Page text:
one uses Lemma 3.
4 Global max/min: Boundaries and Infinity
In this section we pass from considering local max/min to global ones. Let’s
start with the following:
Exercise 2. Consider the function f(x, y) = x^2 + y^2 defined on the domain
Compute global max and min of f on this domain.
Solution : We first observe that if the global max and min occur inside W then
it must be also a
local max and min. We know from the previous example that there is no local max for f, but there
is a local min at (0, 0). This is also the global minimum since for any other point P = (x0, y0) one
But what about the global max? For this we have to look at what happens to f
at the boundary
(perimeter) of W, also denoted with @W. We have to evaluate f on this boundary and decide if f
has a max on it. Since the function and the domain W are symmetric with respect to the x−axis
we will only check the values of f on the upper boundary of W, let’s denote it :
It is easy to parametrize by
The value of f on is given by
Now h(x) is a function of one variable and it is not difficult to show that
on its domain its max
occurs at x = 0, which translate into the fact that f has two max on the boundary of W, more
precisely at P+ = (0, 1) and P- = (0,−1). We also have that
and this is the global max of f on W.
Question: What is the global max of f when we allow it to be defined on the whole plane?
Since there is no boundary we can evaluate f on points P =
(x, y) “going to infinity”, that is such
that |x| or |y| . Clearly on these points the value of f = x^2 + y^2 will tend to infinity as
well, so the function does not admit a global max.
5 Level curves and level surfaces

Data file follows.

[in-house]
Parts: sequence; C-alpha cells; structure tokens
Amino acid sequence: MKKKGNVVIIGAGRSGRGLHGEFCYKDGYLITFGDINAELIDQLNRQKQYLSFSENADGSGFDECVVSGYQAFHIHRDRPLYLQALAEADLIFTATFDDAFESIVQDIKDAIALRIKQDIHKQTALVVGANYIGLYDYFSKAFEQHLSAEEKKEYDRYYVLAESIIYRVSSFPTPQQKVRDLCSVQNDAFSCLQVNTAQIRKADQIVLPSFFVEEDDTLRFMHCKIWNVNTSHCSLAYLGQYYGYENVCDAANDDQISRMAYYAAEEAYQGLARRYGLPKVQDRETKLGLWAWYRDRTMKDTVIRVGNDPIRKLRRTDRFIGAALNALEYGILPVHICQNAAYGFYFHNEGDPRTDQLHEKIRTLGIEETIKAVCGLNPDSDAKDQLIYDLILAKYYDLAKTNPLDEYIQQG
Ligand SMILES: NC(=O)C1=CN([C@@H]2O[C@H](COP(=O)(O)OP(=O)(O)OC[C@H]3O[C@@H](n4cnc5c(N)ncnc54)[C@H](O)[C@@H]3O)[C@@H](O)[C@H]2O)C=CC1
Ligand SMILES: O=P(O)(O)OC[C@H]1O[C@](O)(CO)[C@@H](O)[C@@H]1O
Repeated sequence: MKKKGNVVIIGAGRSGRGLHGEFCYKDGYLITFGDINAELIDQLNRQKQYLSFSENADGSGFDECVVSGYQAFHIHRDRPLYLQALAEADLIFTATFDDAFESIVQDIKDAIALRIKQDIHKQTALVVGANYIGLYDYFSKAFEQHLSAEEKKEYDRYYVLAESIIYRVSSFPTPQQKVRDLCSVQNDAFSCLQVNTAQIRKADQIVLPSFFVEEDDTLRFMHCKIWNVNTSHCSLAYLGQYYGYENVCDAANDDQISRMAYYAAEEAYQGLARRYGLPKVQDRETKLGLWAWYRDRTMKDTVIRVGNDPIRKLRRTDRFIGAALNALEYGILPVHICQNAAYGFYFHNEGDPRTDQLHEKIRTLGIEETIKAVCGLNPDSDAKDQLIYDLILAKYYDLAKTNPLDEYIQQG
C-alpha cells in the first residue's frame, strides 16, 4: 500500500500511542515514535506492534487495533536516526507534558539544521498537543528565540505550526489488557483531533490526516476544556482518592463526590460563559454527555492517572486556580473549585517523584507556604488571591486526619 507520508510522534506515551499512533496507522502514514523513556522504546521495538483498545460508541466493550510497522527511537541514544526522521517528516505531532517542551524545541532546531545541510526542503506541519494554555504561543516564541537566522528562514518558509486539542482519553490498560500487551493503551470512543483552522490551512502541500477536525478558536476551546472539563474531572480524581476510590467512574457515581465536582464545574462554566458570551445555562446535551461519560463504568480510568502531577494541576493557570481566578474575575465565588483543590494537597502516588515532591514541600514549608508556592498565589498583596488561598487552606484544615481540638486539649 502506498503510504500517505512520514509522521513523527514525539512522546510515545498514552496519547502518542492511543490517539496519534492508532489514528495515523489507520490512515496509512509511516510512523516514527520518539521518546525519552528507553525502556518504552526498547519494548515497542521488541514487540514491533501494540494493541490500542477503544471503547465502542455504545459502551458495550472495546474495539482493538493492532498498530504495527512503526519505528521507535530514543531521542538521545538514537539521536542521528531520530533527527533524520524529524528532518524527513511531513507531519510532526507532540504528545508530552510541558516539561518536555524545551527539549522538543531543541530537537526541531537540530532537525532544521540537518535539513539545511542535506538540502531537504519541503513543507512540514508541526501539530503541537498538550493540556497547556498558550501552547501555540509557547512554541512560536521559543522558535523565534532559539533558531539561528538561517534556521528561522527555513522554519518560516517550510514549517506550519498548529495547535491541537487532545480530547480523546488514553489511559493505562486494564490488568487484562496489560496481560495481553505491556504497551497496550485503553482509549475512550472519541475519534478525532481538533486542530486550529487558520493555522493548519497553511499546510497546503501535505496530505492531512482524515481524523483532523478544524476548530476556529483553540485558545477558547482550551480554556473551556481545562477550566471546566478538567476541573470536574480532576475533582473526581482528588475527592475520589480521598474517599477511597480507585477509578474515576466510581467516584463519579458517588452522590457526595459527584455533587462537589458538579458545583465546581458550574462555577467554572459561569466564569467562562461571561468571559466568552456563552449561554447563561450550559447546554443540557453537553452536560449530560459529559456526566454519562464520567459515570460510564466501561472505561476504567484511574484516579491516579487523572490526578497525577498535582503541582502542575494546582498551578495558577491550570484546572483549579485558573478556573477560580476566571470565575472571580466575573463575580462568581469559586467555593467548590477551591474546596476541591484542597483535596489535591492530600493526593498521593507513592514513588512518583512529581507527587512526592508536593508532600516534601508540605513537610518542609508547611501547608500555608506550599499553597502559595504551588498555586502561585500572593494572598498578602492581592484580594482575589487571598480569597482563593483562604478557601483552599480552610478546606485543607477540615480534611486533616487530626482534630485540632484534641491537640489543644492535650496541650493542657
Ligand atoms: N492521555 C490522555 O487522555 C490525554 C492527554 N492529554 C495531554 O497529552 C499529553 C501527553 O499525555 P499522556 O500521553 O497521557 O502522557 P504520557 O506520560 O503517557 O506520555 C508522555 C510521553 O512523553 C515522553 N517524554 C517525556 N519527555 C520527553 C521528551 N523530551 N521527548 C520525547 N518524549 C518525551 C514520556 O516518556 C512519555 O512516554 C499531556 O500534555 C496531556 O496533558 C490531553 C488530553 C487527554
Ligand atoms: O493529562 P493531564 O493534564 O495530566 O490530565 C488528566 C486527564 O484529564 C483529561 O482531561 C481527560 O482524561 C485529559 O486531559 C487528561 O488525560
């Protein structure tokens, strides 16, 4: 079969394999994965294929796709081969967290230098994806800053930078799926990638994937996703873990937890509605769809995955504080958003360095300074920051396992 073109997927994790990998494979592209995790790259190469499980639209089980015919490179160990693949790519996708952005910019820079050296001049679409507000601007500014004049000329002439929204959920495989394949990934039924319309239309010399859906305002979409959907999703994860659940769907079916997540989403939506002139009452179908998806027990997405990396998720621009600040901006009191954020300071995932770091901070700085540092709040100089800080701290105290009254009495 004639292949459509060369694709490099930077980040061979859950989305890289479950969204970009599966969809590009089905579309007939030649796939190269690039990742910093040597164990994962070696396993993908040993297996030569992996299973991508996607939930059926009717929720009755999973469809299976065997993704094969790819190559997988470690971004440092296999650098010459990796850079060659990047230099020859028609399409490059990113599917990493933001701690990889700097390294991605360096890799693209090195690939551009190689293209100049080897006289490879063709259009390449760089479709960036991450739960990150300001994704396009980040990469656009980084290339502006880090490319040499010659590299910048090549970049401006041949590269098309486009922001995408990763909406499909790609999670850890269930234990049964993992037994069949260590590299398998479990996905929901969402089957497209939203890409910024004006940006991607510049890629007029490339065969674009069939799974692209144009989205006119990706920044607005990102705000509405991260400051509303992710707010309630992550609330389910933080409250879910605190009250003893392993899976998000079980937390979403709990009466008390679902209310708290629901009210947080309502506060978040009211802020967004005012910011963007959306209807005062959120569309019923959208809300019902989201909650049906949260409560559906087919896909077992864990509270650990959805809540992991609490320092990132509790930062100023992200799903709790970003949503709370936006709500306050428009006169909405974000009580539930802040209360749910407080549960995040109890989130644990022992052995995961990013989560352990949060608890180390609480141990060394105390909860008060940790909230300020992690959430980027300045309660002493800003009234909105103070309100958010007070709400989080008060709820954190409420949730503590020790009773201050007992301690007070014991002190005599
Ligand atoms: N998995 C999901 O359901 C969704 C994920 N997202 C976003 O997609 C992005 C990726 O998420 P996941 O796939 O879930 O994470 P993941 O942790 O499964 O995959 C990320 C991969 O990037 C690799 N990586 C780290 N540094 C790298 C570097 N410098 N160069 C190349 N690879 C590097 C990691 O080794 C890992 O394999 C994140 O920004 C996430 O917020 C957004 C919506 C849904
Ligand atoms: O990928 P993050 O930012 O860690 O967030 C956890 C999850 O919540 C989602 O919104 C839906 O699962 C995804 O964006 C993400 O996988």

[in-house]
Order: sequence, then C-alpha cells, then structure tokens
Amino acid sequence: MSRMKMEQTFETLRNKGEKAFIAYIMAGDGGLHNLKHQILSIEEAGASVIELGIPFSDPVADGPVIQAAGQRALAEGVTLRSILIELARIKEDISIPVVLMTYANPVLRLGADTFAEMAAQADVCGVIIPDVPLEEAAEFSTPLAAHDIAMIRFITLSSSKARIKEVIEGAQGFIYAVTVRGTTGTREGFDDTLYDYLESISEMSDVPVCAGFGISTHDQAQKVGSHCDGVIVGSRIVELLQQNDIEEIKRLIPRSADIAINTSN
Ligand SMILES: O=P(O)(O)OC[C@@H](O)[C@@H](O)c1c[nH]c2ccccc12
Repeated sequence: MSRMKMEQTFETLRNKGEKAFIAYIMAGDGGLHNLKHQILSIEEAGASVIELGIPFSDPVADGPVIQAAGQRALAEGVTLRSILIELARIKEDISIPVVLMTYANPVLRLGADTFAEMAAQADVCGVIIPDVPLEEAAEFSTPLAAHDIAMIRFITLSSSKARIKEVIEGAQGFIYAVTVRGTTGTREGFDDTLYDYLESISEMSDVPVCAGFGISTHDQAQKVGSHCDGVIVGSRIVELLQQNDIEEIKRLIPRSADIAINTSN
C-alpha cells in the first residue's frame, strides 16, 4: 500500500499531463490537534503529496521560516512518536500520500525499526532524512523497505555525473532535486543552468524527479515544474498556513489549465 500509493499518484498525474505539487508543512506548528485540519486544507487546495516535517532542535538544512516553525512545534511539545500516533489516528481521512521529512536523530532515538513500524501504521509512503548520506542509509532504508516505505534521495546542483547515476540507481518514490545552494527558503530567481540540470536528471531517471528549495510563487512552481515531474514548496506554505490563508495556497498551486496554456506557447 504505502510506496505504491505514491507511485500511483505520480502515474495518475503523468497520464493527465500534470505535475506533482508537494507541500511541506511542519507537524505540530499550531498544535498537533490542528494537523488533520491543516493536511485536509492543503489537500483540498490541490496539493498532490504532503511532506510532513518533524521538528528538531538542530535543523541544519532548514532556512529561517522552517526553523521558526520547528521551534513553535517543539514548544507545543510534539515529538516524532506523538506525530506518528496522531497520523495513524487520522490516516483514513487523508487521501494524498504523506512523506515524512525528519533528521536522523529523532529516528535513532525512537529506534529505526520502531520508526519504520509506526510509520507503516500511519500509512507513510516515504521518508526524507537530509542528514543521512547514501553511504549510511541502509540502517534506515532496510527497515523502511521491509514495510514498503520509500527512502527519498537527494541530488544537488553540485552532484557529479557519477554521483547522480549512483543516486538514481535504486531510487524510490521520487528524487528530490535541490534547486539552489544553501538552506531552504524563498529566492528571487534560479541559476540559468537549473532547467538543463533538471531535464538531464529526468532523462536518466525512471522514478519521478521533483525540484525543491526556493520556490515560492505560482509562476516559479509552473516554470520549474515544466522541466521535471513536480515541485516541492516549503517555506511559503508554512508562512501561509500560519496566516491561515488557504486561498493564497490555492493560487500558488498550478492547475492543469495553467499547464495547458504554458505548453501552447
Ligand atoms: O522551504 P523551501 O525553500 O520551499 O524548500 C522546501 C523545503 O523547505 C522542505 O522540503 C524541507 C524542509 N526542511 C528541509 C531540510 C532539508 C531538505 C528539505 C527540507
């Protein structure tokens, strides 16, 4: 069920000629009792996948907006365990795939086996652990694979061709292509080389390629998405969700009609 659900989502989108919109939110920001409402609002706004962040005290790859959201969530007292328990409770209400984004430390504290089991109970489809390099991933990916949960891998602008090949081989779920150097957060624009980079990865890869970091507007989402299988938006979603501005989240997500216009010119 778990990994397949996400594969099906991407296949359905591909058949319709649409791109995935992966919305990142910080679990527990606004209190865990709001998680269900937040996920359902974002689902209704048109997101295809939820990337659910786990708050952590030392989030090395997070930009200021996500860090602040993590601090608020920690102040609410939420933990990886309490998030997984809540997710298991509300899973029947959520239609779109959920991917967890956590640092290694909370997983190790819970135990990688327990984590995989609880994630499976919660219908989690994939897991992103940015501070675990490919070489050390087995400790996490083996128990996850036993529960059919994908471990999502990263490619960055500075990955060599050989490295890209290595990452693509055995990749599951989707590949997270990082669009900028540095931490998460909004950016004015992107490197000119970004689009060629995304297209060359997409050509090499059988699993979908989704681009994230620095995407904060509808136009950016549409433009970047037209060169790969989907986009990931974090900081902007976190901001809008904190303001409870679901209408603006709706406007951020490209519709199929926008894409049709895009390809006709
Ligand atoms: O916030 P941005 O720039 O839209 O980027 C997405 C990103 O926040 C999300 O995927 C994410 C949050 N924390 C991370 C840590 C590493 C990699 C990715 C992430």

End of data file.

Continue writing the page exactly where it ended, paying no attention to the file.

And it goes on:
You already have seen an example of level curves: any
topographic map is made by drawing several
level curves relative to the 3D landscape that it represents. In fact if h(x, y) is the function that
represents the altitude at point P = (x, y), then the graph of this function is the landscape and the
topographic map is made by representing the (level ) curves that are obtained by considering all the
points at a certain altitude.
We have the following definition:
Definition 2. Given a two variable function z = f(x,
y), for any scalar C we call the level curve
γC of f the set
These level curves are represented on the xy−plane and their collection is called contour map:
Exercise 3. Consider the function f(x, y) = y − x^2. Draw the contour map of this function.
We have a similar definition for functions of three variables :
Definition 3. Given a three variable function w =
f(x, y, z), for any scalar C we call the level
surface SC of f the set
These level surfaces are represented on the xyz−space and
their collection is also called contour
Exercise 4. Consider the function f(x, y, z) = 4x^2
+ y^2 + 9z^2. Draw the contour map of this
Study Guide 1. Think about the following questions:
• Why in Theorem 1 I said that if D > 0 then it must be fxx ≠ 0?
• Draw several contour maps and try to see how the picture
looks like at max, min and saddle